The Clinical Journal of Pain Summary
Highlight from The Clinical Journal of Pain (Volume 34, No. 8, August 2018)
Effectiveness of Sucrose Used Routinely for Pain Relief and Neonatal Clinical Risk in Preterm Infants: A Nonrandomized Study
Beatriz O. Valeri, Cláudia M. Gaspardo, Francisco E. Martinez, and Maria B. M. Linhares
The survival of preterm infants (PIs) necessitates hospitalization in a neonatal intensive care unit (NICU) in which infants are exposed to repeated painful and stressful procedures that increase developmental impairment likelihood. Effective pain management can attenuate the potential negative impact of the neonatal pain experience on early and late child development, which increases homeostasis and the ability to cope with painful and stressful events in the NICU setting. Oral sucrose is recommended as an acute pain relief intervention for preterm and full-term infants hospitalized in the NICU. However, according to an updated systematic review on sucrose, knowledge gaps remain regarding the efficacy of sucrose for pain relief in critically ill PIs and its interaction with neonatal and contextual variables. Investigators hypothesized that regardless of neonatal clinical risk (NCR) level, PIs undergoing routine sucrose intervention for pain relief in the NICU would experience lower pain reactivity and better recovery responses than infants who did not receive sucrose. The aim of this study was to examine the main and interactive effects of NCR and sucrose intervention as a routine clinical management for acute pain relief by evaluating biobehavioral pain reactivity and recovery responses in PIs hospitalized in the NICU. The study design was a nonrandomized controlled clinical trial with a historical control group (CG).
Infant sleep-wake states were coded according to systematic observations using the following system: deep sleep = 1, active sleep = 2, drowsy = 3, quiet alert = 4, active alert = 5, and crying = 6. For recording of the crying state, the cry facial mimic and irregular breathing with or without vocal sound were used.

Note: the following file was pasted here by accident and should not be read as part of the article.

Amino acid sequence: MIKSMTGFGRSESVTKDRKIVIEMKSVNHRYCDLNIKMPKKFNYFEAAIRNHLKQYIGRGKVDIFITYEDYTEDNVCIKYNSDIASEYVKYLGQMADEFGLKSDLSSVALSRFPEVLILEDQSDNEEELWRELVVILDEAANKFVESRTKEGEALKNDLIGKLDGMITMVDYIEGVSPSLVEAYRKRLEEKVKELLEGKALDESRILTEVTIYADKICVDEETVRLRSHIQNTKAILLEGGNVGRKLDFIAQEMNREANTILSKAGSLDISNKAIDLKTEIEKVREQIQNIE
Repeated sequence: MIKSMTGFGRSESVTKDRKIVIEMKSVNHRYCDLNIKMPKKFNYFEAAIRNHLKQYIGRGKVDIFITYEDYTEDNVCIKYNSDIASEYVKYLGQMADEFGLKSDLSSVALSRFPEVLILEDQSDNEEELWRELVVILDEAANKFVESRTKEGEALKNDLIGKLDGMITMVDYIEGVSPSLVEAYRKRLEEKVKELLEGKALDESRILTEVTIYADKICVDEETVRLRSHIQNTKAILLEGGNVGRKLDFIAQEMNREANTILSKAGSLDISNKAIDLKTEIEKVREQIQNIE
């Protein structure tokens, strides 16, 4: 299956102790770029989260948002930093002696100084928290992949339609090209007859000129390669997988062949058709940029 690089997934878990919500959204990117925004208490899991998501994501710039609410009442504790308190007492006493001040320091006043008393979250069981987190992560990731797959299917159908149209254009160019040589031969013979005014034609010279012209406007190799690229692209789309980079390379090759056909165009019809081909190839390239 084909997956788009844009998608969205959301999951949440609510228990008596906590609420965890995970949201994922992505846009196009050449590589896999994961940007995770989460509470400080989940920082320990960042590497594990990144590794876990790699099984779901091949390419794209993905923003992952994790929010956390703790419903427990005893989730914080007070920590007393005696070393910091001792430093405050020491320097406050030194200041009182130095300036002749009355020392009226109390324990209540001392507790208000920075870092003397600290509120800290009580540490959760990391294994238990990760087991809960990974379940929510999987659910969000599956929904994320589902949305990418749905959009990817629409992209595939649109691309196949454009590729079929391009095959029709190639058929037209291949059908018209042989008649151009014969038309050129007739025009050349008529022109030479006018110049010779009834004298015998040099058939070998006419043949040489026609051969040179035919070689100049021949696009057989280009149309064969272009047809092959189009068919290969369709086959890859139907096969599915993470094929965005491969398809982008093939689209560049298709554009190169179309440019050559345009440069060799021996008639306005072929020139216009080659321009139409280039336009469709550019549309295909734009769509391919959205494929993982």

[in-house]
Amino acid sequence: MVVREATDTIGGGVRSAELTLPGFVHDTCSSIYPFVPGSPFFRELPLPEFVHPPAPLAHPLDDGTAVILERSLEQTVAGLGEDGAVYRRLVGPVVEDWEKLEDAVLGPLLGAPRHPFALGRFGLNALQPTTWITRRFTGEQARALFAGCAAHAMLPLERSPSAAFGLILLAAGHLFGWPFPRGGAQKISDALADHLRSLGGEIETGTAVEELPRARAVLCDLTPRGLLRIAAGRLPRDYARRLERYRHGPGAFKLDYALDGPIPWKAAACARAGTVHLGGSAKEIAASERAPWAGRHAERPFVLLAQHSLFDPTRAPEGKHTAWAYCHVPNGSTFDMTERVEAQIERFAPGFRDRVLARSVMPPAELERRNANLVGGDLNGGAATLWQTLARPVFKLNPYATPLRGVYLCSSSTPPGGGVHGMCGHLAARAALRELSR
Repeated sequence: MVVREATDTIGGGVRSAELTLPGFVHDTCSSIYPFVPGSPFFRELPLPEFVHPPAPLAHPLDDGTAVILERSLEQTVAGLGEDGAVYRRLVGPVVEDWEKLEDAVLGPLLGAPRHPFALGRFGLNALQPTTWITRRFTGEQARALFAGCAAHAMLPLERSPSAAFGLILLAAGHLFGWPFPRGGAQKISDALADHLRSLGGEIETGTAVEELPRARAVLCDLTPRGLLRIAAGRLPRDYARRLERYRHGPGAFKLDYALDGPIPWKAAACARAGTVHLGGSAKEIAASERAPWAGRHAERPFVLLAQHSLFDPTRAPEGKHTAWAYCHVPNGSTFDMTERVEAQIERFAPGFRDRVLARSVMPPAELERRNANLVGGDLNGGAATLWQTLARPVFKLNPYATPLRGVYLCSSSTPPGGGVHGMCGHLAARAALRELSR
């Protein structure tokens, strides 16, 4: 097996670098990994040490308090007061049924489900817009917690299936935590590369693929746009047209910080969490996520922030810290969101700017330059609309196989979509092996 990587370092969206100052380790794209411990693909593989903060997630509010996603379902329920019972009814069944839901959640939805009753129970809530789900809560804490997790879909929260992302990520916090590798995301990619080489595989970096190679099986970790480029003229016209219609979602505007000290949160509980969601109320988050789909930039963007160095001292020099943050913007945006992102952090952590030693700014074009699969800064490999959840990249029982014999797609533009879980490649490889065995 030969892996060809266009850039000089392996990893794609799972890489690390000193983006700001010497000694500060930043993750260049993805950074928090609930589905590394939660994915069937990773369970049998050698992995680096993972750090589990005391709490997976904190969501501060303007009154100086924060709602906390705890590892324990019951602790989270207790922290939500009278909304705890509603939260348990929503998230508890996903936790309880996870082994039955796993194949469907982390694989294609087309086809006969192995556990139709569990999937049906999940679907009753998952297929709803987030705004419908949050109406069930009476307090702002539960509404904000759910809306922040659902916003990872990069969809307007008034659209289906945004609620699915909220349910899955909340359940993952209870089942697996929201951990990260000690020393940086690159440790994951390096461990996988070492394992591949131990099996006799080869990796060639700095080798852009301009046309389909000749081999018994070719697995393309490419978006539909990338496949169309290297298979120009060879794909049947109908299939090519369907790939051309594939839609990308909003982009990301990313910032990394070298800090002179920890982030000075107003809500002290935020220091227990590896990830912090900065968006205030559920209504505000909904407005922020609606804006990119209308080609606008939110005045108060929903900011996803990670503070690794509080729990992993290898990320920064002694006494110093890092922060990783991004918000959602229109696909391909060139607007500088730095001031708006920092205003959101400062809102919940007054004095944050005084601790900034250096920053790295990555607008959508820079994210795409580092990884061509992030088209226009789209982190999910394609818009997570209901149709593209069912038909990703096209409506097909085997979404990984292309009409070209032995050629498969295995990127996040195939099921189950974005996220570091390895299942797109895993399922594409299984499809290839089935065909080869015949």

Findings revealed that, regardless of NCR status, PIs who received sucrose routinely for acute pain relief in the NICU had less facial activity and crying time during a blood-sampling puncture than their counterparts in the historical CG. Results confirmed the hypothesis that PIs, at low and high NCR levels, had lower pain reactivity and better recovery responses under a routine sucrose protocol for acute pain relief than infants who were not under pain management with sucrose intervention. This evidence is relevant because sucrose, when adopted in the clinical routine, was effective in decreasing the crying state, which leads to stress. Crying is sensitive to the analgesic and calming effects of sucrose when it is given in low oral doses 2 minutes before acute painful procedures. The crying state is associated with increased heart rate and blood pressure, reduced oxygen saturation, increased cerebral blood pressure, and other problems. Therefore, the administration of sucrose can protect PIs, especially those undergoing ventilation or with low birth weight, against unnecessary energy expenditure.
Regardless of NCR level during the first 12 hours of postnatal age, sucrose routinely administered as part of the pain management protocol in the NICU resulted in pain relief effects on biobehavioral reactivity-recovery responses during the blood collection procedure.